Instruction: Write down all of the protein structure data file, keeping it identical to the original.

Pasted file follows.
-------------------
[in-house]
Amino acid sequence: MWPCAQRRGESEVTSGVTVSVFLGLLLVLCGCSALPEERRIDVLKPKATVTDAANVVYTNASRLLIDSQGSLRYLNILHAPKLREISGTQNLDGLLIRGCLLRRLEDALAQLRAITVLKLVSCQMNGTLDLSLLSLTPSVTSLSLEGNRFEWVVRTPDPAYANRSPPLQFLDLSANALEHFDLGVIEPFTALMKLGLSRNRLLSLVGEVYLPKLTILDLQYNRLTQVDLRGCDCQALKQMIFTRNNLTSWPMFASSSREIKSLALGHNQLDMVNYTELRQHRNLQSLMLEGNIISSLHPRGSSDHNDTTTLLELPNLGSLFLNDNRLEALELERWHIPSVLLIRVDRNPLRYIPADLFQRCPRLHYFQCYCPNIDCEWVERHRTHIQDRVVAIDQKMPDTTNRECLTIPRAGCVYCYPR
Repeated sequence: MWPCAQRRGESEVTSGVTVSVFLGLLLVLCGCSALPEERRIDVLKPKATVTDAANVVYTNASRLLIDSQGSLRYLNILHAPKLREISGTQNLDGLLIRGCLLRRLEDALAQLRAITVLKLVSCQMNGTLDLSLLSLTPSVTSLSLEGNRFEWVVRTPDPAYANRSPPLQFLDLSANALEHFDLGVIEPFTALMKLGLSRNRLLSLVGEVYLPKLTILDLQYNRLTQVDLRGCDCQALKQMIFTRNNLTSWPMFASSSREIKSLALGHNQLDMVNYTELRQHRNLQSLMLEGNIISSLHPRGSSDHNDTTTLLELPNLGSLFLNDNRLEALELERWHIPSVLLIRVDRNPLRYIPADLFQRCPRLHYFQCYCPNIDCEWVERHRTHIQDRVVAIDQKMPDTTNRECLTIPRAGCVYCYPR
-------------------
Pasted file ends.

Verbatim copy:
[in-house]
Amino acid sequence: MWPCAQRRGESEVTSGVTVSVFLGLLLVLCGCSALPEERRIDVLKPKATVTDAANVVYTNASRLLIDSQGSLRYLNILHAPKLREISGTQNLDGLLIRGCLLRRLEDALAQLRAITVLKLVSCQMNGTLDLSLLSLTPSVTSLSLEGNRFEWVVRTPDPAYANRSPPLQFLDLSANALEHFDLGVIEPFTALMKLGLSRNRLLSLVGEVYLPKLTILDLQYNRLTQVDLRGCDCQALKQMIFTRNNLTSWPMFASSSREIKSLALGHNQLDMVNYTELRQHRNLQSLMLEGNIISSLHPRGSSDHNDTTTLLELPNLGSLFLNDNRLEALELERWHIPSVLLIRVDRNPLRYIPADLFQRCPRLHYFQCYCPNIDCEWVERHRTHIQDRVVAIDQKMPDTTNRECLTIPRAGCVYCYPR
Repeated sequence: MWPCAQRRGESEVTSGVTVSVFLGLLLVLCGCSALPEERRIDVLKPKATVTDAANVVYTNASRLLIDSQGSLRYLNILHAPKLREISGTQNLDGLLIRGCLLRRLEDALAQLRAITVLKLVSCQMNGTLDLSLLSLTPSVTSLSLEGNRFEWVVRTPDPAYANRSPPLQFLDLSANALEHFDLGVIEPFTALMKLGLSRNRLLSLVGEVYLPKLTILDLQYNRLTQVDLRGCDCQALKQMIFTRNNLTSWPMFASSSREIKSLALGHNQLDMVNYTELRQHRNLQSLMLEGNIISSLHPRGSSDHNDTTTLLELPNLGSLFLNDNRLEALELERWHIPSVLLIRVDRNPLRYIPADLFQRCPRLHYFQCYCPNIDCEWVERHRTHIQDRVVAIDQKMPDTTNRECLTIPRAGCVYCYPR